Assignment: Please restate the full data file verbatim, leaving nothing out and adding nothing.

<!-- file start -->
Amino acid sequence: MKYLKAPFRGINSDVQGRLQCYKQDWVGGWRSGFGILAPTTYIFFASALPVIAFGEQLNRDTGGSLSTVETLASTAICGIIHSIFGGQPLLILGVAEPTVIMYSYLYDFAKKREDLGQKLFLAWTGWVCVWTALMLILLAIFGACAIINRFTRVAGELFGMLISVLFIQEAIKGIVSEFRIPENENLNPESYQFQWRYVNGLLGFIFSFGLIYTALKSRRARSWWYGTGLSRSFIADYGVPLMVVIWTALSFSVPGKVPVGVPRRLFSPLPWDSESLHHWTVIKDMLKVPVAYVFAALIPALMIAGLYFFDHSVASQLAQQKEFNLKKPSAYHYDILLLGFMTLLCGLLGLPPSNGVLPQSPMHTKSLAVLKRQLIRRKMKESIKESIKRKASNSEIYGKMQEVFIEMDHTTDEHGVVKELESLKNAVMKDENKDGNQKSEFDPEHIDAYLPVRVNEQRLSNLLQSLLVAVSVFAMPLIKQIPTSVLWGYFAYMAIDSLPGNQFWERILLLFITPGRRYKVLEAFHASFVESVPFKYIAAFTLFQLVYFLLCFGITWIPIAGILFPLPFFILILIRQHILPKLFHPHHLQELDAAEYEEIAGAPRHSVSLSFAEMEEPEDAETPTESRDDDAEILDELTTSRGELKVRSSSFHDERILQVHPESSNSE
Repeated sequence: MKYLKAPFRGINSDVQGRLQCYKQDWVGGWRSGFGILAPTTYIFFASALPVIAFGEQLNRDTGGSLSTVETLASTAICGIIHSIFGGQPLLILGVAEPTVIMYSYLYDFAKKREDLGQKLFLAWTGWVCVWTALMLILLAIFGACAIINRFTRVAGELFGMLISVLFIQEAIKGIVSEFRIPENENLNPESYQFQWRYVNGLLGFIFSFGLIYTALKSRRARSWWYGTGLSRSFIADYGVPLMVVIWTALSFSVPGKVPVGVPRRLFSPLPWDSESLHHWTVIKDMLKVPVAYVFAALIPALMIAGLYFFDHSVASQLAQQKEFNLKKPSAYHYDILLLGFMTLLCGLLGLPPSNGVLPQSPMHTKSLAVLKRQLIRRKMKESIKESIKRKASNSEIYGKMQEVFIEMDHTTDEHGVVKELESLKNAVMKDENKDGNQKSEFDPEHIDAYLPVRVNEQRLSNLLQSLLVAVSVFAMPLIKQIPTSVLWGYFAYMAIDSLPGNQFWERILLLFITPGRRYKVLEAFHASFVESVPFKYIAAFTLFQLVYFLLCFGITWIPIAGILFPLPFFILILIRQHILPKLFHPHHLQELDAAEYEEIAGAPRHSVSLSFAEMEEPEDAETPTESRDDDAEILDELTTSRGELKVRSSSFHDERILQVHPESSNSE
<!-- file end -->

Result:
Amino acid sequence: MKYLKAPFRGINSDVQGRLQCYKQDWVGGWRSGFGILAPTTYIFFASALPVIAFGEQLNRDTGGSLSTVETLASTAICGIIHSIFGGQPLLILGVAEPTVIMYSYLYDFAKKREDLGQKLFLAWTGWVCVWTALMLILLAIFGACAIINRFTRVAGELFGMLISVLFIQEAIKGIVSEFRIPENENLNPESYQFQWRYVNGLLGFIFSFGLIYTALKSRRARSWWYGTGLSRSFIADYGVPLMVVIWTALSFSVPGKVPVGVPRRLFSPLPWDSESLHHWTVIKDMLKVPVAYVFAALIPALMIAGLYFFDHSVASQLAQQKEFNLKKPSAYHYDILLLGFMTLLCGLLGLPPSNGVLPQSPMHTKSLAVLKRQLIRRKMKESIKESIKRKASNSEIYGKMQEVFIEMDHTTDEHGVVKELESLKNAVMKDENKDGNQKSEFDPEHIDAYLPVRVNEQRLSNLLQSLLVAVSVFAMPLIKQIPTSVLWGYFAYMAIDSLPGNQFWERILLLFITPGRRYKVLEAFHASFVESVPFKYIAAFTLFQLVYFLLCFGITWIPIAGILFPLPFFILILIRQHILPKLFHPHHLQELDAAEYEEIAGAPRHSVSLSFAEMEEPEDAETPTESRDDDAEILDELTTSRGELKVRSSSFHDERILQVHPESSNSE
Repeated sequence: MKYLKAPFRGINSDVQGRLQCYKQDWVGGWRSGFGILAPTTYIFFASALPVIAFGEQLNRDTGGSLSTVETLASTAICGIIHSIFGGQPLLILGVAEPTVIMYSYLYDFAKKREDLGQKLFLAWTGWVCVWTALMLILLAIFGACAIINRFTRVAGELFGMLISVLFIQEAIKGIVSEFRIPENENLNPESYQFQWRYVNGLLGFIFSFGLIYTALKSRRARSWWYGTGLSRSFIADYGVPLMVVIWTALSFSVPGKVPVGVPRRLFSPLPWDSESLHHWTVIKDMLKVPVAYVFAALIPALMIAGLYFFDHSVASQLAQQKEFNLKKPSAYHYDILLLGFMTLLCGLLGLPPSNGVLPQSPMHTKSLAVLKRQLIRRKMKESIKESIKRKASNSEIYGKMQEVFIEMDHTTDEHGVVKELESLKNAVMKDENKDGNQKSEFDPEHIDAYLPVRVNEQRLSNLLQSLLVAVSVFAMPLIKQIPTSVLWGYFAYMAIDSLPGNQFWERILLLFITPGRRYKVLEAFHASFVESVPFKYIAAFTLFQLVYFLLCFGITWIPIAGILFPLPFFILILIRQHILPKLFHPHHLQELDAAEYEEIAGAPRHSVSLSFAEMEEPEDAETPTESRDDDAEILDELTTSRGELKVRSSSFHDERILQVHPESSNSE